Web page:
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First drive: Vauxhall Insignia Country Tourer. Image by Vauxhall.

First drive: Vauxhall Insignia Country Tourer
The latest Insignia estate gets the off-road Country Tourer treatment.

 



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Vauxhall Insignia Country Tourer

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Vauxhall returns to the off-road estate market - currently only occupied by the Audi A4 allroad and Volkswagen Passat Alltrack - with the Insignia Country Tourer MkII. As it's based on the company's excellent Sports Tourer estate, it results in a fine workhorse of a wagon, although a little more differentiation between the Country Tourer and its regular siblings might have had us giving an even higher overall mark...

Test Car Specifications

Model tested: Vauxhall Insignia Country Tourer 2.0 Turbo D Automatic
Pricing: Insignia Country Tourer from 25,635; 2.0 Turbo D Automatic from 27,535
Engine: 2.0-litre turbocharged four-cylinder diesel
Transmission: front-wheel drive, eight-speed automatic
Body style: five-door crossover estate
CO2 emissions: 157g/km (VED 500 first 12 months, then 140 annually thereafter)
Combined economy: 47.1mpg
Top speed: 135mph
0-62mph: 8.8 seconds
Power: 170hp at 3,750rpm
Torque: 400Nm at 1,750- to 2,500rpm

What's this?

Vauxhall's second crack at turning the Insignia Sports Tourer into a lantern-jawed, check-shirt-wearing, outdoorsy-type wagon called the Country Tourer. The transformation process - and the resulting customer choice - is very simple. You get one 2.0-litre, four-cylinder, single-turbo diesel engine delivering 170hp and 400Nm, and then you can opt to have a front-wheel drive (FWD) manual (25,635), a FWD auto with a brand-new (for Vauxhall) eight-speed automatic (an additional 1,900, at 27,535), or a manual with drive going to all four corners in the, er, 4x4 model (1,600 on the entry Country Tourer, at 27,235); this latter model uses the same GKN 'Twinster' clutch arrangement for its traction as the Ford Focus RS. Later this year, a 210hp biturbo version of the 2.0 diesel will join the fold for 28,835, and it will be automatic and four-wheel drive only.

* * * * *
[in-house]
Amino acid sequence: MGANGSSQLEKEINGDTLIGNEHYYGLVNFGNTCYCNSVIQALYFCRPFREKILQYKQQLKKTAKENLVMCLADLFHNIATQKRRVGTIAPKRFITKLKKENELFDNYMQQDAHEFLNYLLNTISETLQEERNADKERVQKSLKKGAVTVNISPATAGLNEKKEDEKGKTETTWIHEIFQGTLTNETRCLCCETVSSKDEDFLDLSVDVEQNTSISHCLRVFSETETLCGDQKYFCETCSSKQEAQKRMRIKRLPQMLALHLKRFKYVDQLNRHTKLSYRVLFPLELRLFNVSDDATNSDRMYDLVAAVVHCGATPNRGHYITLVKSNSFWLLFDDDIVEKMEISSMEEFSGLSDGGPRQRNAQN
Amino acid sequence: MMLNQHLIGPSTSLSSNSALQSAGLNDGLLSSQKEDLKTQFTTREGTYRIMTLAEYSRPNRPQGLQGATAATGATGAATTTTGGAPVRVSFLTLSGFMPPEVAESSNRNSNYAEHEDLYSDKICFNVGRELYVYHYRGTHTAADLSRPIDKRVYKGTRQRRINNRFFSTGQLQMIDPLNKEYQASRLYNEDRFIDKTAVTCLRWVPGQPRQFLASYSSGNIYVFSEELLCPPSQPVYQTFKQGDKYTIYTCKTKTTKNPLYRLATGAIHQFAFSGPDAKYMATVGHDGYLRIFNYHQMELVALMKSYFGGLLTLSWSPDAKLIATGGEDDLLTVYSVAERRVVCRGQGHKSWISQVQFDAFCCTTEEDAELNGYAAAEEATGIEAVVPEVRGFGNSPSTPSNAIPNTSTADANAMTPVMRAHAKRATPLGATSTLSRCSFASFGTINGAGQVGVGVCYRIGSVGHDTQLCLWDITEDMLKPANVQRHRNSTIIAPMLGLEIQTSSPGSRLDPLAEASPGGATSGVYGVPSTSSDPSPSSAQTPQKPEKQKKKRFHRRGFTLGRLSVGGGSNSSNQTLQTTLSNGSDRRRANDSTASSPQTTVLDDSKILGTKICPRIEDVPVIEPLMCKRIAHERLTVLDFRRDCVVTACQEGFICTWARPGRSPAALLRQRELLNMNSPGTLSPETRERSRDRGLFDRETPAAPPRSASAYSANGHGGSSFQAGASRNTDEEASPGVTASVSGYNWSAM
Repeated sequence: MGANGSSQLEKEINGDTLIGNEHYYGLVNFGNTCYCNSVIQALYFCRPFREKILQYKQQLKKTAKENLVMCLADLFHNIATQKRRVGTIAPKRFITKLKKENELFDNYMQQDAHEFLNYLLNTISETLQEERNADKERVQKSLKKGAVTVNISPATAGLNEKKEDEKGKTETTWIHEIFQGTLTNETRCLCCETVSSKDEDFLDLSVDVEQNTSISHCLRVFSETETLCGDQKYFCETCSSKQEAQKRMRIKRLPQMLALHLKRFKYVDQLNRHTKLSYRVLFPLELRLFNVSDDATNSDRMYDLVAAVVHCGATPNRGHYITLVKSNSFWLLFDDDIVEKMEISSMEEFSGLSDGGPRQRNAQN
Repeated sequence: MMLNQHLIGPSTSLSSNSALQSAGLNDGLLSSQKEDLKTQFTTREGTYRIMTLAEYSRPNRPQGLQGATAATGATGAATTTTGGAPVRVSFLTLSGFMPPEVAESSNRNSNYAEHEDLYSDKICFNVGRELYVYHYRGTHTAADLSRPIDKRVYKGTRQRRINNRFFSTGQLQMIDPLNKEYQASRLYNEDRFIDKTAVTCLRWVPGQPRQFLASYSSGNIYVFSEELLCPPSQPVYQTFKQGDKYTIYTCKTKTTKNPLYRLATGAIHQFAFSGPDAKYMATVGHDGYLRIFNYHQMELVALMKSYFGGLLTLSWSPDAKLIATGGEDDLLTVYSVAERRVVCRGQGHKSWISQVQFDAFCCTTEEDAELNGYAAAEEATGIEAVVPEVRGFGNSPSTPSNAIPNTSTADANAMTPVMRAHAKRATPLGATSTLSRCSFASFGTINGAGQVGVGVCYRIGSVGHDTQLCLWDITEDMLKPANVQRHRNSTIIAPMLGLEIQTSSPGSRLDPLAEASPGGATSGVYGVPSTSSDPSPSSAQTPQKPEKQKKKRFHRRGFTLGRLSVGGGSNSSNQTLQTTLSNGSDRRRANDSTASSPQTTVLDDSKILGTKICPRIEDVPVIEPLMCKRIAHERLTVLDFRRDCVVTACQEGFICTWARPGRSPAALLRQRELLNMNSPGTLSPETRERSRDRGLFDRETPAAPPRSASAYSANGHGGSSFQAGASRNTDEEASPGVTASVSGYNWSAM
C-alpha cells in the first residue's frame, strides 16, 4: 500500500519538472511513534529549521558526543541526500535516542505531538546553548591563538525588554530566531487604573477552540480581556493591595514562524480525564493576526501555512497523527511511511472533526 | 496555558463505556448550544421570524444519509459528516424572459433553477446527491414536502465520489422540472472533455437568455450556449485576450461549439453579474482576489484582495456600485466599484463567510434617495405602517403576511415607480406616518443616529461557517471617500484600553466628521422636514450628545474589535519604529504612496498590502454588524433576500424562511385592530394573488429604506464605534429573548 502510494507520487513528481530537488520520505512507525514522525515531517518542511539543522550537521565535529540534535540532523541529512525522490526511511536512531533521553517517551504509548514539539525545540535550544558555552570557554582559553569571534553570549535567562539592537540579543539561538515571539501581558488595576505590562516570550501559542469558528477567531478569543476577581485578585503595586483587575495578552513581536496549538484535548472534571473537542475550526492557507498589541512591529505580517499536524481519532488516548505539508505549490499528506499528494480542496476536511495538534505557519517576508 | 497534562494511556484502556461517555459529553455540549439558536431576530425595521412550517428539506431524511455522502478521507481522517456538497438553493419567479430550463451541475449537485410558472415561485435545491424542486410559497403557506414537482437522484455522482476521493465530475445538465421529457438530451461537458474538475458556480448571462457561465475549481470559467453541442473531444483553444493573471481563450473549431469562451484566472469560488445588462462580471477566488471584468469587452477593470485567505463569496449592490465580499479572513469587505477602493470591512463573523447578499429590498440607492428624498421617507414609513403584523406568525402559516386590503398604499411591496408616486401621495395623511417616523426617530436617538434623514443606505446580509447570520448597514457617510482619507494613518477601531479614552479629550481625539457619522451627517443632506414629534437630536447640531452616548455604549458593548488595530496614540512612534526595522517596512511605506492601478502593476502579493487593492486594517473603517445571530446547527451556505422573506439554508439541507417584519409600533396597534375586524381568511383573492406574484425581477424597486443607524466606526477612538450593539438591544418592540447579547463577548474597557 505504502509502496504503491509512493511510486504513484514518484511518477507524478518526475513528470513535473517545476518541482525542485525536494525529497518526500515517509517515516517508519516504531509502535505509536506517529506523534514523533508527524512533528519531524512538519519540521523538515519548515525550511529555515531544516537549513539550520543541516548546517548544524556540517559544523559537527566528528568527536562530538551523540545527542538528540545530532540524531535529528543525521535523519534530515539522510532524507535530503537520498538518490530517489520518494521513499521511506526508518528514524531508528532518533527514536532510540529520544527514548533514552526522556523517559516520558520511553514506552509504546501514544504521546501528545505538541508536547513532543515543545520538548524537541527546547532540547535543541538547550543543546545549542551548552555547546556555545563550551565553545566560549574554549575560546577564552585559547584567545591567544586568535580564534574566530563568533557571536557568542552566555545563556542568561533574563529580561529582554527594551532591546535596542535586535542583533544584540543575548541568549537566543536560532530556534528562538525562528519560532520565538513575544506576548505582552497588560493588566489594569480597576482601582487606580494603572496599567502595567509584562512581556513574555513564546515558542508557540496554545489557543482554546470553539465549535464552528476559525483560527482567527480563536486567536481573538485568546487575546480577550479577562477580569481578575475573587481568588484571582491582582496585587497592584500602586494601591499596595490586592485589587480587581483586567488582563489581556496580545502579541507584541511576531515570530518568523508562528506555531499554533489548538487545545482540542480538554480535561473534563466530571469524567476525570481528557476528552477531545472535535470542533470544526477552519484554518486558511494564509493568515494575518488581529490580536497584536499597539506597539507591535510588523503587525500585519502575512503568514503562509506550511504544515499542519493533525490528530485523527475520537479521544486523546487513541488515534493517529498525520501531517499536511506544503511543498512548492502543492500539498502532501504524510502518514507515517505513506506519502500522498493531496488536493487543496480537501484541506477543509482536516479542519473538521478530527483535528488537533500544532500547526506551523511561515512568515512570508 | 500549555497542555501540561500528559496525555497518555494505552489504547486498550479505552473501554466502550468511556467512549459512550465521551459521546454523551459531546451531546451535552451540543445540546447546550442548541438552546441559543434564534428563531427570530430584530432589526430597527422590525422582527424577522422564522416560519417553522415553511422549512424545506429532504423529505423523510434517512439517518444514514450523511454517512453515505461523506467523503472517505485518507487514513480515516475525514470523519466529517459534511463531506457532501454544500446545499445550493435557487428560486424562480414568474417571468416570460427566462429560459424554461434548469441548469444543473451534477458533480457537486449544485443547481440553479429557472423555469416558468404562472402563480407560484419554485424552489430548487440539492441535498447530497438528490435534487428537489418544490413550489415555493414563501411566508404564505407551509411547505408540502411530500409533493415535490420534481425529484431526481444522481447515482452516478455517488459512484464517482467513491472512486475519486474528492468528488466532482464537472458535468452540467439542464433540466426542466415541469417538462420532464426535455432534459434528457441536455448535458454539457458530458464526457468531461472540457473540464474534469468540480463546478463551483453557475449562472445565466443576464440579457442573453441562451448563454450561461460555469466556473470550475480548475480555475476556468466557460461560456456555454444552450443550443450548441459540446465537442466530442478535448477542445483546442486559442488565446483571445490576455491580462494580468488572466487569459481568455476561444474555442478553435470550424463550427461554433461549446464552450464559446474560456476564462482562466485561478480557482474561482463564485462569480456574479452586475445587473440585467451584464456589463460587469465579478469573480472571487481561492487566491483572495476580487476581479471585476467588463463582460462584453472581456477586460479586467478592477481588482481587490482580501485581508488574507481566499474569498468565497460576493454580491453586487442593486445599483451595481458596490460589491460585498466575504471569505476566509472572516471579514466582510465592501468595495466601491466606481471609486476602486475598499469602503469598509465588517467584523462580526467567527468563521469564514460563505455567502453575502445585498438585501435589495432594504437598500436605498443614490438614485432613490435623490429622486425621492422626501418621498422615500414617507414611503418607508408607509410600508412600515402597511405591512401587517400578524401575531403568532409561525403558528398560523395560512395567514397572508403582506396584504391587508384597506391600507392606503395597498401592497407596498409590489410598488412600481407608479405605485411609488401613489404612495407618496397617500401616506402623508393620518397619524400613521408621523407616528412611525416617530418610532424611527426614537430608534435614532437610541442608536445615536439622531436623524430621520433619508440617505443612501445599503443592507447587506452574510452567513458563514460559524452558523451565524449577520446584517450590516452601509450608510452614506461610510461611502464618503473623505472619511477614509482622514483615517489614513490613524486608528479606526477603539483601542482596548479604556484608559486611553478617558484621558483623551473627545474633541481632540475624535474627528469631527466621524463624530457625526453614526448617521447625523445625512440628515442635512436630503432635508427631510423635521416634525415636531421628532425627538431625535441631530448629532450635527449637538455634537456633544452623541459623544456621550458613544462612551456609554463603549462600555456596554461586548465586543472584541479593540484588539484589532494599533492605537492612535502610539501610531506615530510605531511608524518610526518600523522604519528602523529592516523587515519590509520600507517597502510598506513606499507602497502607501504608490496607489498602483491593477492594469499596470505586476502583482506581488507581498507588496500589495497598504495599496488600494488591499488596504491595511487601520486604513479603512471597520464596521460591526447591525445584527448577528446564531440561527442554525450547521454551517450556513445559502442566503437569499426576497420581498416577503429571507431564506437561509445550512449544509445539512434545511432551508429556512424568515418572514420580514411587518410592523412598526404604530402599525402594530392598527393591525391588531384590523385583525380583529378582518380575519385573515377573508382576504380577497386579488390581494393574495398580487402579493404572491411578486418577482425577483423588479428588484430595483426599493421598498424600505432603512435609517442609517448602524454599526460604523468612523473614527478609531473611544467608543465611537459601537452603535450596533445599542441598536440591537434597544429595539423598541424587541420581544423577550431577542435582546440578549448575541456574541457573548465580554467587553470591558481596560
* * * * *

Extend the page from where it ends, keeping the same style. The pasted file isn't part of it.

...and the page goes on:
So, with the drivetrain options fixed, Vauxhall then applies the usual rugged add-ons required for one of these soft-roaders. The ride height is jacked up - by 25mm - the bottom of the car is slathered in black plastic, faux silver skid plates are slotted low and central in the bumpers, bespoke alloys (18-inchers) fitted with mud and snow tyres that feature a more aggressive tread get bolted on and, er... there's a standard set of roof rails. No matter; we're not criticising Vauxhall here, mainly because the Insignia Sports Tourer is a great-looking estate, and the Country Tourer add-ons do nothing to hurt it. You could argue that it's a more attractive machine than either of its main Germanic rivals or anything this side of the Volvo V90 Cross Country or Mercedes E-Class All-Terrain. We certainly would.

It's a shame, then, that just like on the old Country Tourer, the interior does not reflect the car's otherwise adventurous ambitions. If you're expecting some mud-spattered trim or lashings of brown to subconsciously make you think of the distant wilderness, think again. From behind the wheel, it feels exactly like a Sports Tourer. Again this is no bad thing, chiefly because the Insignia is another exponent of Vauxhall's vastly improved interior quality (see the current Astra for details), so the ambience within is actually excellent... but as the 2.0 Turbo D SRi Nav Sports Tourer is around 1,850 cheaper, it'd be nice to get at least some sort of cabin detailing that marks the Country Tourer out from its town-set siblings.

At least the equipment levels are beyond generous on the Insignia Country Tourer. Items such as front and rear parking sensors, dual-zone climate control, IntelliLink Navi 900 infotainment on an eight-inch touchscreen, OnStar, four heated seats, FlexRide adaptive dampers, keyless entry and heating for the steering wheel and front windscreen are all on the standard kit list. Options include adaptive cruise control, a head-up display and an automatic boot that can be opened with a kicking motion underneath the rear bumper, among more.